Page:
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Old 02-10-2020, 09:16 AM   #1
DaComboMan
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Question Any way to speed up boot time on MX19? [Solved]


Have disabled the few apps or things to load at startup but nothing seems to make a difference.

MX19 is an excellent distro, just wish boot time could be improved on a laptop with SSD.

LinuxMint presently is one of the fastest ever (for me).

Last edited by DaComboMan; 02-17-2020 at 04:46 PM. Reason: Solved
 
Old 02-10-2020, 10:35 AM   #2
fatmac
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Disable any services that you don't need.
 
Old 02-10-2020, 11:02 AM   #3
DaComboMan
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That's pretty well all that i did and there's really not much there to disable.
 
Old 02-17-2020, 08:39 AM   #4
dolphin_oracle
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you could boot in systemd mode. its probably (although not always) faster than the default sysVinit boot.
 
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Old 02-17-2020, 12:10 PM   #5
DaComboMan
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@dolphin_oracle - okay, will give that a shot and see.
 
Old 02-17-2020, 02:09 PM   #6
DaComboMan
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Just to write in to say that switching to systemd made a huge difference at boot speed!

Like, at least twice as fast!!

Thanks again for the tip dolphin_oracle!
 
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Old 08-19-2020, 07:20 AM   #7
shmu26
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Just hit on this thread, I also noticed slow boot time as compared to other OSes.
MX 19.2 AHS.
So what's the downside to switching to systemd? I mean, putting all ideological antix aside, what do I lose by going systemd on my MX installation?

EDIT: After doing a little reading on the subject, which I should have done a long time ago, I see that the average user is likely to not notice any difference, except for the snapshot/persistent live usb not working so well.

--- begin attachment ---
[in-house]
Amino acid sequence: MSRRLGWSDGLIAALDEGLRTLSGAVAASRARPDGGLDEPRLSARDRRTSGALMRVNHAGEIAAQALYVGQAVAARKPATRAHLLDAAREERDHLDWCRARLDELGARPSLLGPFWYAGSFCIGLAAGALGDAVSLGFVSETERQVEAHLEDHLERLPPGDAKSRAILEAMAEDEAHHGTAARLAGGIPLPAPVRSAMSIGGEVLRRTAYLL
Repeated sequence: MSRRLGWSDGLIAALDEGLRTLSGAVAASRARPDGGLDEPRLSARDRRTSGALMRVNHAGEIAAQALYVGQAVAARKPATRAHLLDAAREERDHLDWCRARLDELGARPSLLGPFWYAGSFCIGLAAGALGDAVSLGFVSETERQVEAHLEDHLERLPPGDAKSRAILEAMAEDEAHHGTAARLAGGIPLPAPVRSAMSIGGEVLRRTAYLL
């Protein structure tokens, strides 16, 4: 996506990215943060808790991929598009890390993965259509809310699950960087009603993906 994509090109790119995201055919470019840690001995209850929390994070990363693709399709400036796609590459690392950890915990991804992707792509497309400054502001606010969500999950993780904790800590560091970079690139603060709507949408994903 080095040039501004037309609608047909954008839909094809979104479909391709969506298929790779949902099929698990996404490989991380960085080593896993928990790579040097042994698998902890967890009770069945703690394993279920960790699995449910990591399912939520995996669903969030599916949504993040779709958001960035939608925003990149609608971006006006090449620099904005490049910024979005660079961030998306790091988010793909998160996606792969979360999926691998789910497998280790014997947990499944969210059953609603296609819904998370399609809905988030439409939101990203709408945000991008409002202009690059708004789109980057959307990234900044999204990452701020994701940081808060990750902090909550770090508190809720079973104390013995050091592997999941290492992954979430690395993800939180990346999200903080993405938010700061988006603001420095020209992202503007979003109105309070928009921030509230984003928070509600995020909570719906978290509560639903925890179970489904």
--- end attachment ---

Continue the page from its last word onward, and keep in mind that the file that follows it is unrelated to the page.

I must say that after switching to systemd, I noticed a dramatic improvement in boot time.
This system has i7 9th gen, SSD, 16 GB RAM.

Last edited by shmu26; 08-19-2020 at 09:30 AM.
 
Old 08-22-2020, 01:56 PM   #8
masinick
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Choosing to use one system and job scheduling tool over another is something that evokes a great deal of interest AND controversy!

When Debian first took on the idea of exploring more parallelism in the job scheduler, they looked around at the available methods, and they chose systemD. This was VERY controversial because the tool chosen evolved from a solution that a Red Hat engineer had come up with. SystemD does indeed provide parallelism in the boot handling and job scheduling. It also does a LOT more than simple scheduling, so that is one thing that bothered some people. The other thing it did was to take a relatively easy to read, easy to configure and update (text readable) configuration and setup, and turned it into a binary program. That DID make it faster, but it also obscured a number of things, further upsetting more people.

If this doesn't sound NEW, it isn't. Another major component, the GRUB 2 Boot Loader, did a similar thing - it made the booting process much more extensible to new and additional architectures, but it also greatly complicated the booting process.

To this day, many people despise both GRUB 2 and systemD.

The questions are: 1) Did GRUB 2 make booting a much broader range of hardware possible? Yes it did. 2) Did systemD provide a way to start up parallel processes and speed up both booting and overall job scheduling? Yes it did.

Was it possible to do this in other ways using other methods? Definitely, and even today there are other alternatives. Whether those "more modern" alternatives achieved their goals or not is something that people continue to debate.

I use systems that USE these approaches and THEY WORK, and I use systems that DON'T USE these approaches and THEY WORK too. The answer is that "freely available software" provides us with choices. You can use one of the choices that is available or you can CREATE, or form a movement of people, to create something else. It happens all the time and that's why there are so many different distributions; some are just cosmetic changes to something else that exists, and others choose completely different approaches to create solutions that satisfy unique situations, and some are done just to experiment and learn!
 
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Old 01-20-2021, 09:31 AM   #9
etcetera
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I am getting impressively fast boot times on a old 32-bit i386 machine with 1GB of RAM with an ancient 40GB HDD, relatively so. One can only imagine how much an SSD could speed things up.
Thus far AntiX has been the lightest, fastest distro.
 
  


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